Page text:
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Rebuking Cheney's Torture Propaganda in 7 Easy Steps

Cheney is all over the airwaves, trotting out his propaganda and defense of the Bush administration's serial violations of the Geneva conventions.

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Sixth, at the end of the day, as Glenn Greenwald has pointed out, the debate about whether torture actually worked is not the central point here:

The debate over whether torture extracted valuable information is, in my view, a total sideshow, both because (a) it inherently begs the question of whether legal interrogation means would have extracted the same information as efficiently if not more so (exactly the same way that claims that warrantless eavesdropping uncovered valuable intelligence begs the question of whether legal eavesdropping would have done so); and (b) torture is a felony and a war crime, and we don’t actually have a country (at least we’re not supposed to) where political leaders are free to commit serious crimes and then claim afterwards that it produced good outcomes.  If we want to be a country that uses torture, then we should repeal our laws which criminalize it, withdraw from treaties which ban it, and announce to the world (not that they don’t already know) that, as a country, we believe torture is justifiable and just.  Let’s at least be honest about what we are.  Let’s explicitly repudiate Ronald Reagan’s affirmation that ”[n]o exceptional circumstances whatsoever … may be invoked as a justification of torture” and that “[e]ach State Party is required [] to prosecute torturers.”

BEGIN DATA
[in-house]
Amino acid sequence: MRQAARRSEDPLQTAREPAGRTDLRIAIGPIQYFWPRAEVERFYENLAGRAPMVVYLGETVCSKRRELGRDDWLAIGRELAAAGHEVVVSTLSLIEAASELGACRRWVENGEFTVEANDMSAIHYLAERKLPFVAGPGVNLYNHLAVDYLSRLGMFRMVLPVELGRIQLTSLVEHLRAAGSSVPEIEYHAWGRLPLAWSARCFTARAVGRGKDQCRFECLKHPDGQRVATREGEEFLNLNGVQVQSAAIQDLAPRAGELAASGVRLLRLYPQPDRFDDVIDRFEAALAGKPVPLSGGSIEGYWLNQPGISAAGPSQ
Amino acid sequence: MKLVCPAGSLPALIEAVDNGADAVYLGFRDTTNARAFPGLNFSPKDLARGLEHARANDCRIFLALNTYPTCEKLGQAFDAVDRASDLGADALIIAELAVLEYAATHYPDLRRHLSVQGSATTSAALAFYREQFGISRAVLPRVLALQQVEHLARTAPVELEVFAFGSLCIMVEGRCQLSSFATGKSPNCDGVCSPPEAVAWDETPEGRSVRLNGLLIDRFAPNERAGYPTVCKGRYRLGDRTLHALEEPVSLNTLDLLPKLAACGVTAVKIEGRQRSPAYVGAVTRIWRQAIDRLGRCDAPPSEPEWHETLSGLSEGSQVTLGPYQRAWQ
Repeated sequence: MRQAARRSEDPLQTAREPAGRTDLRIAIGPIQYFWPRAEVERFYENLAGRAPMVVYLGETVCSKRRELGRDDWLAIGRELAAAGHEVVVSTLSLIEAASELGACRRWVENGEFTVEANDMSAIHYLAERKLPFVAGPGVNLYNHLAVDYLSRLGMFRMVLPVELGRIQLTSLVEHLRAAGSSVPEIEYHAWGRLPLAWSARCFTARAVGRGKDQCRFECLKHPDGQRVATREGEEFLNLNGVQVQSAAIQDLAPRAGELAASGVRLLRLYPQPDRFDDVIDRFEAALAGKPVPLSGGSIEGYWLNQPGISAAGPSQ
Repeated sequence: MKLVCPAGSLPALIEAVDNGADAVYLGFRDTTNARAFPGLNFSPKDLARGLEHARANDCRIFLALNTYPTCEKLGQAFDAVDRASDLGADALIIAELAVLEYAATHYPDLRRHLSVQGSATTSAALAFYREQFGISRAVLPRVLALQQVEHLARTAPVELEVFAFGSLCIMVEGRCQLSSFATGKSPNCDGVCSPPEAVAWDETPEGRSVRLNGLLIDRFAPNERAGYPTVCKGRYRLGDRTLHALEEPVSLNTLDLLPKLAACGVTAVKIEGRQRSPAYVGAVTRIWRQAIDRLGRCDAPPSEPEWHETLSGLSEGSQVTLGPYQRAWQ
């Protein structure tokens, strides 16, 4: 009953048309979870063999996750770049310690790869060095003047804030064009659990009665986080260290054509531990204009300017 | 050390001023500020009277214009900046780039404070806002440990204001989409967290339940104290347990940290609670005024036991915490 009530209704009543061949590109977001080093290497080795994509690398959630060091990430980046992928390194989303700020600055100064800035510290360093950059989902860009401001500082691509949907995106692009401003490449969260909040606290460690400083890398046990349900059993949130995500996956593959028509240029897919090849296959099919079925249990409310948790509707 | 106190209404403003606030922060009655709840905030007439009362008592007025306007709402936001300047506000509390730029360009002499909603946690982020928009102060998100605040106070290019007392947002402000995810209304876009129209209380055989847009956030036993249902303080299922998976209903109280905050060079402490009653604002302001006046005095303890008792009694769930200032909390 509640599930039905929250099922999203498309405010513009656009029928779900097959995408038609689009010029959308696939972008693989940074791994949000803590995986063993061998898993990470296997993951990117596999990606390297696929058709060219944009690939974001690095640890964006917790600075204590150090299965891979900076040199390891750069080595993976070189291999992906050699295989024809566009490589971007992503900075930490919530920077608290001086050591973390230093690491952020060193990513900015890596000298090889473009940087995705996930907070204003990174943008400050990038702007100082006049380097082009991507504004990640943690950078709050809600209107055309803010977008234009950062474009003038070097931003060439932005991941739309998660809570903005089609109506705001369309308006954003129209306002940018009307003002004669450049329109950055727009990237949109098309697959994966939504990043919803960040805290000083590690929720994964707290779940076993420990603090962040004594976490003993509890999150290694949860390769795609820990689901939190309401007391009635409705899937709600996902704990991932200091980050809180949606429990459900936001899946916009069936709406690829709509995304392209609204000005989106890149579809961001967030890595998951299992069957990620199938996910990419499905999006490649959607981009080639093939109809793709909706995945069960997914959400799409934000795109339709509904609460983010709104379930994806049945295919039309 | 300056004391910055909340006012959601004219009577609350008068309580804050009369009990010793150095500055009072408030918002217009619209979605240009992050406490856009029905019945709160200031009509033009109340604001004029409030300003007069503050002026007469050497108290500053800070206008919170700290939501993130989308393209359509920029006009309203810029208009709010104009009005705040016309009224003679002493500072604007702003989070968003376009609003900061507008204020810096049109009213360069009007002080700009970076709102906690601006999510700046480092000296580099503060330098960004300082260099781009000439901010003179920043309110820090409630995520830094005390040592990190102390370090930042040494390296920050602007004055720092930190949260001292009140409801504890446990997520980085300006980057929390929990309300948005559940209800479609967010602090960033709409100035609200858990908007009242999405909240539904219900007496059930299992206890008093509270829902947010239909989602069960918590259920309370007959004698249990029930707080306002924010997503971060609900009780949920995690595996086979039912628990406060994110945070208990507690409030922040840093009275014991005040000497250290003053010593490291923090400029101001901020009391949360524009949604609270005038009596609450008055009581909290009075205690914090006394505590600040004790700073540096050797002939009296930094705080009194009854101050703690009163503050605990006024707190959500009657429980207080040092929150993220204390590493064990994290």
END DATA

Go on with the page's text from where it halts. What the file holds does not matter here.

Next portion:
Seventh, one last point about Dick Cheney and his little toadie Chris Wallace when they talk about how there hasn’t been another attack since 9-11. Remember toadie’s sarcastic words: “I just want to point out to the audience that it is purely coincidental that this country has not been attacked since 9/11.” How about the more than 4,300 US troops that have been killed in Iraq as a result of the Bush-Cheney lie factory? That is more American dead than perished on 9/11. Those young men and women would not have died in Iraq had it not been for the policies of Bush and Cheney.

Jeremy Scahill, an independent journalist who reports frequently for the national radio and TV program Democracy Now!, has spent extensive time reporting from Iraq and Yugoslavia. He is currently a Puffin Writing Fellow at The Nation Institute. Scahill is the author of Blackwater: The Rise of the World's Most Powerful Mercenary Army. His writing and reporting is available at

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